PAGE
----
By Rep. Jim Harrison, R-Bridgewater, Chittenden, Killington & Mendon
With the legislative session scheduled to end by May 12, it remains a bit of a mystery as to how it will all come together. The veto of S.103, a chemical bill, could be a signal that the governor will stand firm on other bills that impose new taxes and fees, or in his view, hurt the state’s economy.
The only “must pass” legislation is the annual state budget before the session can conclude. With total spending, albeit some differences in priorities, close to the administration’s proposed cap, I don’t believe it will be the budget bill that holds up adjournment this year. However, even small differences can create significant obstacles at times.
It remains unclear to me, and perhaps others, how the current stalemate on education funding will get resolved in the final days. The governor has reaffirmed his opposition to H.911, which lowers property taxes but at the expense of a new income tax surcharge (House version). Town clerks aren’t fans of some of the changes either, as the House version requires them to send out two tax bills, one for education and another for municipal government.
The biggest obstacle to adjournment may be how to structure education funding to avoid an increase in the statewide property taxes, when latest estimates suggest a shortfall of $56-$58 million. Administration officials have suggested using one-time funds to bridge the gap this year in return for new requirements on school districts to lower overall staffing rations to 5.15-1 to be phased in beginning in 2020 (current statewide estimates are about 4-1, with the range going from 7-1 to as low as 3-1). The proposal, thus far, has been met with skepticism from school administrators and lawmakers.
Last week the Senate unanimously approved a new domestic terrorism bill in response to the Fair Haven situation. The House is expected to concur this week and send the measure to the governor. Meanwhile the House has been drafting a change to the definition of “attempt” so that in the future, plans put in place, like Jack Sawyer’s, could allow the state to charge the planner with attempted murder. As was evident in several briefings this past Thursday, April 26, there are a number of lawmakers concerned that the proposed change goes too far. ACLU has also raised strong objections.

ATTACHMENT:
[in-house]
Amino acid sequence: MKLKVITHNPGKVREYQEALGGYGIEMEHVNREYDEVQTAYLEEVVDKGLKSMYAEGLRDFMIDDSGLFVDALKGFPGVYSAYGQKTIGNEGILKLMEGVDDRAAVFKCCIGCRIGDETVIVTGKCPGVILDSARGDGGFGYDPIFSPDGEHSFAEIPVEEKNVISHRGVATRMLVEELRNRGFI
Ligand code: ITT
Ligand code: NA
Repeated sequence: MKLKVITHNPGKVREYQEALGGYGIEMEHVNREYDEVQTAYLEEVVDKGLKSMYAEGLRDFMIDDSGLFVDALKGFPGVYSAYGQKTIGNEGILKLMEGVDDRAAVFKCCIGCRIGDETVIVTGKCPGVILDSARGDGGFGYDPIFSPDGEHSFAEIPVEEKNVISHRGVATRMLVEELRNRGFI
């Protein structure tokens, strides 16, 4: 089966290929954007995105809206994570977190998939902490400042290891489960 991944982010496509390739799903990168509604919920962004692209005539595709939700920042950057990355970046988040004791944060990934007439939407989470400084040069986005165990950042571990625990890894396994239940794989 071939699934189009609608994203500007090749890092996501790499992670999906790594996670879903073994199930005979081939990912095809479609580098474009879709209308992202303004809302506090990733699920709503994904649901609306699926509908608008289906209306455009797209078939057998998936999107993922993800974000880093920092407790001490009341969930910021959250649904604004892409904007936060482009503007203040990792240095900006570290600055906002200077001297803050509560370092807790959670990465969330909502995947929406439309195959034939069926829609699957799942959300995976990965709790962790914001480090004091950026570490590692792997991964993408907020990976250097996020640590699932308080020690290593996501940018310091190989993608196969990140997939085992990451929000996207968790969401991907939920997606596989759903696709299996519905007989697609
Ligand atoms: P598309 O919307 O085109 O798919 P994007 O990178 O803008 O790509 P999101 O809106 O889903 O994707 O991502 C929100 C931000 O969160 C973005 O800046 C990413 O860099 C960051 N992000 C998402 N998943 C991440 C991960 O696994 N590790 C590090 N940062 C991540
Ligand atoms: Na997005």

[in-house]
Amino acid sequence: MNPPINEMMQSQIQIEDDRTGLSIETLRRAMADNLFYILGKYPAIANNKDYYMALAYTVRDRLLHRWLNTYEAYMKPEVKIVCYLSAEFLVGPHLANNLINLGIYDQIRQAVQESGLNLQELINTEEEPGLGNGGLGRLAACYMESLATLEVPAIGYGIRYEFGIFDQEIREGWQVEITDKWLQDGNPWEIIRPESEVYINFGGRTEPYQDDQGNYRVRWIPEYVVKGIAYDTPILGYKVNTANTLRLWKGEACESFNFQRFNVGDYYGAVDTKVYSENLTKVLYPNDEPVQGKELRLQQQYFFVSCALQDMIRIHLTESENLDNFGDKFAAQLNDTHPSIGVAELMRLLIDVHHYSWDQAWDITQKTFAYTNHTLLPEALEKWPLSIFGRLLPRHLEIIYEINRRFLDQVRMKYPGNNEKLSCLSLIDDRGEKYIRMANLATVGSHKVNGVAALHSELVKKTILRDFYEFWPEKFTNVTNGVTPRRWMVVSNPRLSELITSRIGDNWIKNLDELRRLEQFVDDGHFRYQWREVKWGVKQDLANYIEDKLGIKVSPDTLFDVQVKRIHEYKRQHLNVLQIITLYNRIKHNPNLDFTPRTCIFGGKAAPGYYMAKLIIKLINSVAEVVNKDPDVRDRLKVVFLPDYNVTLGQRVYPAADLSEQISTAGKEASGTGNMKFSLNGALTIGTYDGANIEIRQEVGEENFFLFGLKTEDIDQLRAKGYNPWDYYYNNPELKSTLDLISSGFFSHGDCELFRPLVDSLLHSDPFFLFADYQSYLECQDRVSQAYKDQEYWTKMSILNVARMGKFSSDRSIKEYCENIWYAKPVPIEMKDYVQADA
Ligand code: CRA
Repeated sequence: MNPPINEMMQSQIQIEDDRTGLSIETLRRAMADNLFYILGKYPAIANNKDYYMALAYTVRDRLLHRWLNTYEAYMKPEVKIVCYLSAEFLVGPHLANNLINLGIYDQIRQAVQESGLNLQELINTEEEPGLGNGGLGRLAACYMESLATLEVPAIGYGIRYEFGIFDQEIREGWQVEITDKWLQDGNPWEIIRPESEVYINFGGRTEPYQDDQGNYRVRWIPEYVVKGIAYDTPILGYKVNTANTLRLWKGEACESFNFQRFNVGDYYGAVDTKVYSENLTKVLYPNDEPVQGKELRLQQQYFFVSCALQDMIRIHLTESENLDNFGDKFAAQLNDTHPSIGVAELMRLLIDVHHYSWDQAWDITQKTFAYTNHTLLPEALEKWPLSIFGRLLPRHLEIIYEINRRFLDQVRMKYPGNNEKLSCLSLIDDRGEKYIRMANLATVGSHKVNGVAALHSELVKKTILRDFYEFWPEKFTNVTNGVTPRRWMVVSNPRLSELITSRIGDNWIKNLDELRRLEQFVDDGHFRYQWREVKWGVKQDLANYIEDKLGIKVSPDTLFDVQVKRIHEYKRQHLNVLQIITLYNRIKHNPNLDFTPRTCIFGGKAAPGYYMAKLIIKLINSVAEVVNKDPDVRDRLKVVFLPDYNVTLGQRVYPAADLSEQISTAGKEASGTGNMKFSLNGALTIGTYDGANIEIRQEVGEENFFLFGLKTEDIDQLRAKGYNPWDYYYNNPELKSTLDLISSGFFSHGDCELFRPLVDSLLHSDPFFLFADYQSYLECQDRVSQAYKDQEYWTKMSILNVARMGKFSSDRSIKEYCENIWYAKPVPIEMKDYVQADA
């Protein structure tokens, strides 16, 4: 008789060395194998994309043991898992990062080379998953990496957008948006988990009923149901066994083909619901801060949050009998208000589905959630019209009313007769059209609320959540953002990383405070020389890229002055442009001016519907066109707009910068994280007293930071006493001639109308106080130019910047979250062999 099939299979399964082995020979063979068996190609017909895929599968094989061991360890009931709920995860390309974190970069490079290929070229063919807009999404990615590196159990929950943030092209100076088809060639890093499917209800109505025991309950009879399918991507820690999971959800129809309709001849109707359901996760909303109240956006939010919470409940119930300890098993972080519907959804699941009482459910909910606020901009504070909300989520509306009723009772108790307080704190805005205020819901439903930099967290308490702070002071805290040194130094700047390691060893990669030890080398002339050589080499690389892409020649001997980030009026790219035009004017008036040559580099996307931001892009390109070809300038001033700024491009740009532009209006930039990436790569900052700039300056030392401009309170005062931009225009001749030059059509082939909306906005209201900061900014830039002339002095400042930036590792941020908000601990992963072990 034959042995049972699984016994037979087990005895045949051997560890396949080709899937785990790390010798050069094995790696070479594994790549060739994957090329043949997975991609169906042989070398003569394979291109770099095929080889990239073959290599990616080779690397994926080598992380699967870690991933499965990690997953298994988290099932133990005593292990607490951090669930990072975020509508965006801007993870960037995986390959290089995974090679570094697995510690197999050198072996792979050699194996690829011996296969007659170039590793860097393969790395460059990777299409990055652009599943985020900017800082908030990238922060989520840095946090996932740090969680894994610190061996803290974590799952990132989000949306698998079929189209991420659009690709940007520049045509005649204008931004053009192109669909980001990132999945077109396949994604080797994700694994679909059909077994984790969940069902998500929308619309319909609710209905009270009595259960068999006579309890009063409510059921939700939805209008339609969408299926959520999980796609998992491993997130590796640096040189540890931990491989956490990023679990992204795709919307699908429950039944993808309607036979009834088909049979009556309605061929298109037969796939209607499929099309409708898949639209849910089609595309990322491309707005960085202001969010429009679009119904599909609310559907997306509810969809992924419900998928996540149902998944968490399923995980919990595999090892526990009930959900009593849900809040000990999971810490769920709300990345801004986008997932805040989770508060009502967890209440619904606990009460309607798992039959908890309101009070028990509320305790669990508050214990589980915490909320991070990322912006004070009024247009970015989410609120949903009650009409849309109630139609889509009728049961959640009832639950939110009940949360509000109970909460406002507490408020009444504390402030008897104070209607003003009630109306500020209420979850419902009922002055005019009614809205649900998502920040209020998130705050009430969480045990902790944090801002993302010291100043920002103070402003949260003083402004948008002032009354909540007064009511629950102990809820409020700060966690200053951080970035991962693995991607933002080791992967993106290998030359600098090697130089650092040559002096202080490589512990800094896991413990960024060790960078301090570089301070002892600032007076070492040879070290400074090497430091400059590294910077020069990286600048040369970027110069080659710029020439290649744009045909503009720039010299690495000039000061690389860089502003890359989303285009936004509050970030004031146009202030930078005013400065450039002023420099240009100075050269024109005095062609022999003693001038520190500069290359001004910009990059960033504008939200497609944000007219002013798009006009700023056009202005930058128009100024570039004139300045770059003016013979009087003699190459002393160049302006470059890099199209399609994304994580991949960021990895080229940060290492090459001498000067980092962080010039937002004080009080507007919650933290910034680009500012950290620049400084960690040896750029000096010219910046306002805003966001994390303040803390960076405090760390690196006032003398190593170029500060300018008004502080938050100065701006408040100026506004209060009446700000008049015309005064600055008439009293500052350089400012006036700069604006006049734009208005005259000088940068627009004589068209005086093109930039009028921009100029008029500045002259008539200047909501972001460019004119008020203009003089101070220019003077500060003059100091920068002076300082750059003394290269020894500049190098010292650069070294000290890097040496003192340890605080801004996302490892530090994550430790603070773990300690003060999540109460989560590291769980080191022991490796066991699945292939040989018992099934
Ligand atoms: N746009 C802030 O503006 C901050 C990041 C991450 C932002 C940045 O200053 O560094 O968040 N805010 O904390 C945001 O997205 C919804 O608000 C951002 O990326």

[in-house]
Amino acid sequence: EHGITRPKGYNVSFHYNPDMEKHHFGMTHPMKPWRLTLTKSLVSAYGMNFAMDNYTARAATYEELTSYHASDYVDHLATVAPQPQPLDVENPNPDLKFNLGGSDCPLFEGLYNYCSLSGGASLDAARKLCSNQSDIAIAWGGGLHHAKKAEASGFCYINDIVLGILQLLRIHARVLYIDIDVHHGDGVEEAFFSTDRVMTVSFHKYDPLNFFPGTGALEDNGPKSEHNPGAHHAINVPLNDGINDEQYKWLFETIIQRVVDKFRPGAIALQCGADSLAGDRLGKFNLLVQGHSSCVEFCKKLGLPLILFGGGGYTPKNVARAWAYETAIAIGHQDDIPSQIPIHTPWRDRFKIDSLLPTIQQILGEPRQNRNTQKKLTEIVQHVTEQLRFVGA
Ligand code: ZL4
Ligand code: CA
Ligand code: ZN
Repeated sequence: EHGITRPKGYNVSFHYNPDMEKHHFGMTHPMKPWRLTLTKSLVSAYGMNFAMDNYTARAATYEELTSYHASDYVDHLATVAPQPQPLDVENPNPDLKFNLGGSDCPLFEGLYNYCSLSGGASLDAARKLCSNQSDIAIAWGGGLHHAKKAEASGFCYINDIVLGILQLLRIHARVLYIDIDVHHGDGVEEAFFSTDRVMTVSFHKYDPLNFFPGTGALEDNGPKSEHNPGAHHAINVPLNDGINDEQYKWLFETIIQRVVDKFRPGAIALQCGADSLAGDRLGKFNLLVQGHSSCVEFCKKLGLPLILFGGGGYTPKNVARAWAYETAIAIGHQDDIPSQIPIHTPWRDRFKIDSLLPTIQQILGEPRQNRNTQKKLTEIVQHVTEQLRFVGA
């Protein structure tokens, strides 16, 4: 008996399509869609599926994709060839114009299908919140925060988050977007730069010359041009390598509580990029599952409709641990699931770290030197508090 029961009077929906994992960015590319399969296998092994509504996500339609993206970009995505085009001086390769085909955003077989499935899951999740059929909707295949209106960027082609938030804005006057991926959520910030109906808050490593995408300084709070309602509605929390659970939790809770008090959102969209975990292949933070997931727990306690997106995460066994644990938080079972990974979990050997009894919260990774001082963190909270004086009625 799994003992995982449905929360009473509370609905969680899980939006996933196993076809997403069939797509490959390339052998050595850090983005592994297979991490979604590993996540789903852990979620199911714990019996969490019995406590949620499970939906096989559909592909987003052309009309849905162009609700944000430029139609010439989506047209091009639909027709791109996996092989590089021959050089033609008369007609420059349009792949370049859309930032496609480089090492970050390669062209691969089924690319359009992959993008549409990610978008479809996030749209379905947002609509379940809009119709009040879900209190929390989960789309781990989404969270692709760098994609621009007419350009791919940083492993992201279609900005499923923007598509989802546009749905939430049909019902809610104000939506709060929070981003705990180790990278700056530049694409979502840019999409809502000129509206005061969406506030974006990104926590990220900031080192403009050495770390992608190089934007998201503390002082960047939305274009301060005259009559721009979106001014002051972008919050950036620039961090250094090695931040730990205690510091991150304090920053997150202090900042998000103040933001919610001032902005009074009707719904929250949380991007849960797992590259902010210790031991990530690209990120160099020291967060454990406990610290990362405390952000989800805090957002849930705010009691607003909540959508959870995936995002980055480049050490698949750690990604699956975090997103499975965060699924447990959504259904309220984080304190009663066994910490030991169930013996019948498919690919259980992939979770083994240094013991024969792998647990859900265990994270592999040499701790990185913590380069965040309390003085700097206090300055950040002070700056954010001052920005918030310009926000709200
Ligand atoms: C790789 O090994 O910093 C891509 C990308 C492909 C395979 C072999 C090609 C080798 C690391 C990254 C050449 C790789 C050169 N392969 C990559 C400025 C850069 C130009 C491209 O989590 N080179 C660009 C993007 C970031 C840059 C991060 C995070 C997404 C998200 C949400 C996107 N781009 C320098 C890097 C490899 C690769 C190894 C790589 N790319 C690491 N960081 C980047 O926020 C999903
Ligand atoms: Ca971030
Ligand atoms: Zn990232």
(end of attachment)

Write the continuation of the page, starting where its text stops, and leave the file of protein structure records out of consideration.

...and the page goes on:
S.204, which has passed the Senate, requires new tax registration of short term rentals, such as Airbnb properties. As amended by the House General, Housing & Military Affairs Committee last week, the registration fee was removed from the bill, but a requirement to have a rooms & meals tax registration was included. The bill also seeks to add some modest requirements to lodging offered to transient, traveling, or vacationing public for a period of fewer than 30 consecutive days and for more than 14 days per calendar year. The legislation requires that operators self-certify that their property is in compliance with relevant state and local health, safety and zoning regulations.
The $15 minimum wage bill was passed out of a House Committee on a 7-4 vote, but then sent to the House Appropriations Committee to review the potential costs to the state. It is unclear whether the votes are in the budget committee to advance the measure at this point. Meanwhile the Senate is advancing the paid family leave bill, which includes a new payroll tax. Both measures are opposed by the Governor.
Another bill to watch could be one that deals with clean water. Everyone supports clean water, but not necessarily when it comes to paying for it. S.260 was advanced by the House Ways & Means Committee on a 7-3 vote, with an increase in the rooms & meals tax and collection of unclaimed bottle deposits.
And now that recreational marijuana is set to become legal in Vermont on July 1, a last ditch effort to tax and regulate the sale of cannabis failed last Thursday, April 26, when the House indefinitely postponed action on the measure.
You may reach me at JHarrison@leg.state.vt.us or my cell. 802-236-3001. Messages may also be left at the State House during the legislative session at 802-828-2228. I am also happy to meet district members coming to the State House.